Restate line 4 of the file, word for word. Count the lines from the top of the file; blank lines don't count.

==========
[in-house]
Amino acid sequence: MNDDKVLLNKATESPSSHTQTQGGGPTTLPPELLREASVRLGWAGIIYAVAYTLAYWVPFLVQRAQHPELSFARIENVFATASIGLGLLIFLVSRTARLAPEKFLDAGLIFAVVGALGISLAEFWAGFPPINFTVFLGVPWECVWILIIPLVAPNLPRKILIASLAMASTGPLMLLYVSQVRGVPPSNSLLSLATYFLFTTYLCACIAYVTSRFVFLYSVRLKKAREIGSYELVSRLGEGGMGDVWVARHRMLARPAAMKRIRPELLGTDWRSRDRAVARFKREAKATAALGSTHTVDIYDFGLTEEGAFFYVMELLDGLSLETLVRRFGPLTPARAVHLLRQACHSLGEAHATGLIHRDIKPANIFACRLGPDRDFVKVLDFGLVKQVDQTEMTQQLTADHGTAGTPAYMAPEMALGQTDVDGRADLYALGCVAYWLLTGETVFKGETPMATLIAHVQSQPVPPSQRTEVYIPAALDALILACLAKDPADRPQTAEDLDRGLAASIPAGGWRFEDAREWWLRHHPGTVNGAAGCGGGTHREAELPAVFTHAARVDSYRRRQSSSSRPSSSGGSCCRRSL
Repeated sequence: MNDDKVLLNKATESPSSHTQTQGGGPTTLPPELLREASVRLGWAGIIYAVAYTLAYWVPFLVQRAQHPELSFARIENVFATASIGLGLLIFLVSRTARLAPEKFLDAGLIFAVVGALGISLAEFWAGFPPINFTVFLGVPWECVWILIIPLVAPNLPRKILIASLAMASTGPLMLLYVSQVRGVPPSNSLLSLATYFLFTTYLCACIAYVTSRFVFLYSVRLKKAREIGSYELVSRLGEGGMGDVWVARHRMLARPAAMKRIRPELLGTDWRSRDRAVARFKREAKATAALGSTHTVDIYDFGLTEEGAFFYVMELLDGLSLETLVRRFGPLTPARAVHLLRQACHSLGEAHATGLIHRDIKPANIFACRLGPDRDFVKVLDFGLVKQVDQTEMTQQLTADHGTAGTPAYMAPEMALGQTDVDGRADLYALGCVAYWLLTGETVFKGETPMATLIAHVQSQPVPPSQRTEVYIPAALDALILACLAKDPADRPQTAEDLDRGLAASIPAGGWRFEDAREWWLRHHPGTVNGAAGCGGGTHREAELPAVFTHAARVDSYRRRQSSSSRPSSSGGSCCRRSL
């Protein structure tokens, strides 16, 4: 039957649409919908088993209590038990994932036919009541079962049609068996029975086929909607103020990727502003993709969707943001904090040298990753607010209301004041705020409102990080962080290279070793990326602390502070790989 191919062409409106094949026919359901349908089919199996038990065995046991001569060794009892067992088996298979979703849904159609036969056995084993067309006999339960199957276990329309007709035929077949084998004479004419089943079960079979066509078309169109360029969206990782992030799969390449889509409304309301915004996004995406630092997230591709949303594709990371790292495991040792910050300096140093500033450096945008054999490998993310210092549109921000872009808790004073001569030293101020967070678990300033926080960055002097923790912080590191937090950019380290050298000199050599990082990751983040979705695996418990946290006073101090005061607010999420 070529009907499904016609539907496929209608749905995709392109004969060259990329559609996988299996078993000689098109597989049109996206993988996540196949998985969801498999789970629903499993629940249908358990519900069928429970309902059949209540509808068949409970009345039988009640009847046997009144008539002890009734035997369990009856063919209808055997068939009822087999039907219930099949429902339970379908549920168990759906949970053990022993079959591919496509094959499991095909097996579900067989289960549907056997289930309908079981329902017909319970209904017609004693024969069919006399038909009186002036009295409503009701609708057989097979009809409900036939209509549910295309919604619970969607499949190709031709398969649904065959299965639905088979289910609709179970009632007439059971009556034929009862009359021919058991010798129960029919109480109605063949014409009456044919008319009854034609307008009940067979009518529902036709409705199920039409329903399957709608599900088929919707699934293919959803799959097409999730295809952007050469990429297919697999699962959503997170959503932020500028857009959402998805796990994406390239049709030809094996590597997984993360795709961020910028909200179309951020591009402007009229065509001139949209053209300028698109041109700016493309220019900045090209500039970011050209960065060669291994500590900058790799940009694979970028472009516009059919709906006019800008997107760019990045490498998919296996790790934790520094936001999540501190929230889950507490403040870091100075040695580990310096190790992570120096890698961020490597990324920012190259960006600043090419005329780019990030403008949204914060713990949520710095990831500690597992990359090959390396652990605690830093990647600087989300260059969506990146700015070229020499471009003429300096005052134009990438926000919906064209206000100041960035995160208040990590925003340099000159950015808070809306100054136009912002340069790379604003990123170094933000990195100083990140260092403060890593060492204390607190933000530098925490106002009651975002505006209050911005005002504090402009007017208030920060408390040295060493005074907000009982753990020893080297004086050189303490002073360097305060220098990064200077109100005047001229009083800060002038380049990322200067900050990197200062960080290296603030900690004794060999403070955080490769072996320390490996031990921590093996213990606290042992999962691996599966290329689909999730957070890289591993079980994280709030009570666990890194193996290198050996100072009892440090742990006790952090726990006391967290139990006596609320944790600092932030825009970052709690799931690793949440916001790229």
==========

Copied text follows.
């Protein structure tokens, strides 16, 4: 039957649409919908088993209590038990994932036919009541079962049609068996029975086929909607103020990727502003993709969707943001904090040298990753607010209301004041705020409102990080962080290279070793990326602390502070790989 191919062409409106094949026919359901349908089919199996038990065995046991001569060794009892067992088996298979979703849904159609036969056995084993067309006999339960199957276990329309007709035929077949084998004479004419089943079960079979066509078309169109360029969206990782992030799969390449889509409304309301915004996004995406630092997230591709949303594709990371790292495991040792910050300096140093500033450096945008054999490998993310210092549109921000872009808790004073001569030293101020967070678990300033926080960055002097923790912080590191937090950019380290050298000199050599990082990751983040979705695996418990946290006073101090005061607010999420 070529009907499904016609539907496929209608749905995709392109004969060259990329559609996988299996078993000689098109597989049109996206993988996540196949998985969801498999789970629903499993629940249908358990519900069928429970309902059949209540509808068949409970009345039988009640009847046997009144008539002890009734035997369990009856063919209808055997068939009822087999039907219930099949429902339970379908549920168990759906949970053990022993079959591919496509094959499991095909097996579900067989289960549907056997289930309908079981329902017909319970209904017609004693024969069919006399038909009186002036009295409503009701609708057989097979009809409900036939209509549910295309919604619970969607499949190709031709398969649904065959299965639905088979289910609709179970009632007439059971009556034929009862009359021919058991010798129960029919109480109605063949014409009456044919008319009854034609307008009940067979009518529902036709409705199920039409329903399957709608599900088929919707699934293919959803799959097409999730295809952007050469990429297919697999699962959503997170959503932020500028857009959402998805796990994406390239049709030809094996590597997984993360795709961020910028909200179309951020591009402007009229065509001139949209053209300028698109041109700016493309220019900045090209500039970011050209960065060669291994500590900058790799940009694979970028472009516009059919709906006019800008997107760019990045490498998919296996790790934790520094936001999540501190929230889950507490403040870091100075040695580990310096190790992570120096890698961020490597990324920012190259960006600043090419005329780019990030403008949204914060713990949520710095990831500690597992990359090959390396652990605690830093990647600087989300260059969506990146700015070229020499471009003429300096005052134009990438926000919906064209206000100041960035995160208040990590925003340099000159950015808070809306100054136009912002340069790379604003990123170094933000990195100083990140260092403060890593060492204390607190933000530098925490106002009651975002505006209050911005005002504090402009007017208030920060408390040295060493005074907000009982753990020893080297004086050189303490002073360097305060220098990064200077109100005047001229009083800060002038380049990322200067900050990197200062960080290296603030900690004794060999403070955080490769072996320390490996031990921590093996213990606290042992999962691996599966290329689909999730957070890289591993079980994280709030009570666990890194193996290198050996100072009892440090742990006790952090726990006391967290139990006596609320944790600092932030825009970052709690799931690793949440916001790229």